When I Saw Someone's Dead Grandfather, I Knew It Was Time To Hit Delete

Once upon a time, technology made our lives better and more convenient.

With the abundance of technology at our fingertips today, why is it that digital interaction can feel like a huge hassle -- particularly if Facebook is involved?

I used to love using Facebook. That time is long gone. The golden days of Facebook ended when simple status updates such as “Sally is feeling hungry for dinner” were replaced by crimes against my eyeballs.

One morning, I was eating my breakfast and happily scrolling through Facebook when up popped an image of someone’s grandpa. I looked closer, and realised his eyes were closed and his skin was grey… because he was DEAD.

Someone had posted a photograph of their grandfather, on a hospital bed, dead as a door-nail, and had written about his death in graphic detail.  Rest in peace, grandpa… but I wish that your grandchildren remembered the “peace” bit and respected yours by keeping your moment of death private.

Seeing a photo of someone's dead grandfather was the tipping point for Carla. Image: Supplied

When I joined Facebook, almost ten years ago now, I didn’t realise that I had entered into a secret contract with my “friends” to share everything about our lives. Making an Announcement on Social Media (about moving house, or the gender of your baby, for example) is something that you either care about a lot, or something you hate.

Never before had I seen so many messages expressing shock and betrayal than when I uploaded a photo of my newborn baby, without having posted a pregnancy announcement in the months prior.

Yes, there were lots of wonderful and supportive messages, but amongst them were huffy comments like, “You kept that hidden!” and “I had no idea!” It is strange indeed to live in an era in which ordinary people demand press-releases from their acquaintances.

I had been wanting to delete my Facebook profile for years, but there always seemed to be a need for the app -- usually the promise of good, such as a party invitation or a writing commission.

Ultimately, I decided that being less connected was a good idea if it meant I could sidestep all of these new ways to offend or be offended, and if I could avoid the trolls (I’ve received many a message calling me stupid, shallow and poor because I write lifestyle articles).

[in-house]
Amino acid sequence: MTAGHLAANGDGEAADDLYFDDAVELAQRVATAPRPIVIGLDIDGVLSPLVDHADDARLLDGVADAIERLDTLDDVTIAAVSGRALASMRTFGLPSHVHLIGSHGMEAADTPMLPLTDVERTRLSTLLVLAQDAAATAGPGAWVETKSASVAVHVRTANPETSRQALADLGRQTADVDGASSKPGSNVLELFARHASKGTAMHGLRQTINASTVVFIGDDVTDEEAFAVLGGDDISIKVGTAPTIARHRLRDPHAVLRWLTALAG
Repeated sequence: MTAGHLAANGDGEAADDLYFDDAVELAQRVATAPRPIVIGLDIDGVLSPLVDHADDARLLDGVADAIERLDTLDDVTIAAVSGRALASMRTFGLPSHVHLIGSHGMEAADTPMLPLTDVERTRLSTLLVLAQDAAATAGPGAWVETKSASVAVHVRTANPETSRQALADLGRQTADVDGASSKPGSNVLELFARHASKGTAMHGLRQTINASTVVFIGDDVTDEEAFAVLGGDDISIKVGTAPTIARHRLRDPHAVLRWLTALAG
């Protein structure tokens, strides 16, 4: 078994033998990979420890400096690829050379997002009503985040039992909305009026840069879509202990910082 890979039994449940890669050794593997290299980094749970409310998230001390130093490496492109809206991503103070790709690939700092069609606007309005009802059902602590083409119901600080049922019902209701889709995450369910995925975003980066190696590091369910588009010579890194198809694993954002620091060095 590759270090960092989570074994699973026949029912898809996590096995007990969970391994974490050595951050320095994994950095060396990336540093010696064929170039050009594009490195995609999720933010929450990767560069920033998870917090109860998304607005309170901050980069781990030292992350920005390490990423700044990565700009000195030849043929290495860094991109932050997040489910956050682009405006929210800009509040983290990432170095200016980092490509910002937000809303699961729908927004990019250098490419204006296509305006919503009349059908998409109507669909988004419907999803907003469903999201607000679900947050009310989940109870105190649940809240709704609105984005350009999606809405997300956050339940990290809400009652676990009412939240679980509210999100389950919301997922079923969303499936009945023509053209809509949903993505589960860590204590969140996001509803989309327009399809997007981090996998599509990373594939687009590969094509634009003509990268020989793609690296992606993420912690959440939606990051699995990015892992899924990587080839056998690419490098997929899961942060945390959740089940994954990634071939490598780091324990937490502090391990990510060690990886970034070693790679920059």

Carla decided being less connected outweighed having a Facebook account. Image: Supplied

It was particularly embarrassing when my Facebook profile was hacked. I work as a digital creator, so I should have known better than to click the video link my long-lost friend had sent me, and then enter my account details into a box that looked like the Facebook log-in.

My account then sent out videos (about discounted sunglasses, I think) to all of my friends, some of whom were kind enough to contact me to say that I had been hacked.

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When I finally deleted my Facebook profile last year, it was like giving up a habit. I felt its absence from my life. I wondered if important news – personal or world – was being announced that very moment on Facebook.

When I saw friends and family in real life, I began to notice how much they referenced Facebook during conversations, as though Facebook was a person or place: “Well, Jane said on Facebook that she’s got a termite infestation,” or “Facebook said that Aldi had sold out of the sleeping bags.”

Carla found it hard to say goodbye to her 'stuff' on Facebook. Image: Supplied

Sometimes, people would talk about events in their lives as though I already knew about them. When asked them to explain what had happened, they’d say accusingly, “I put it on Facebook,” as though the whole time I was supposed to have been the silent researcher of their lives.

This might sound ridiculous, but it was hard to say goodbye to my “stuff” on Facebook. All the memories, the photos and the friends who were from different parts of my life. It was like burning photo albums and address books.

But there was one thing I was glad to say goodbye to: the majority of my status updates. I had tried to remove them from my profile, but the only way to do it was by going through my timeline and deleting the statuses, one by one.

The process was time-consuming and cringe-worthy, and I felt ashamed of all the things I had done wrong, which I had recorded on my Facebook in photos and words.

There were insensitive jokes that I had made at the expense of others, who were often more vulnerable than myself; the insults to people I knew (my husband) and people I didn’t (celebrities); complaints about my privileged life; ill-informed and hurtful views – the list goes on.

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There was no need to pay a long, drawn-out farewell to this old version of Carla, by painstakingly deleting each status update. It was easier just to burn it all down to the ground, Daenerys-style – or in other words, delete my entire account.

Now, I see my time on Facebook as a curious dream. Did I really spend hours on Facebook, reading and writing and observing? I couldn’t imagine having a Facebook profile, or using it regularly. It’s not part of my life any more, and I’m relieved.

Featured image: Supplied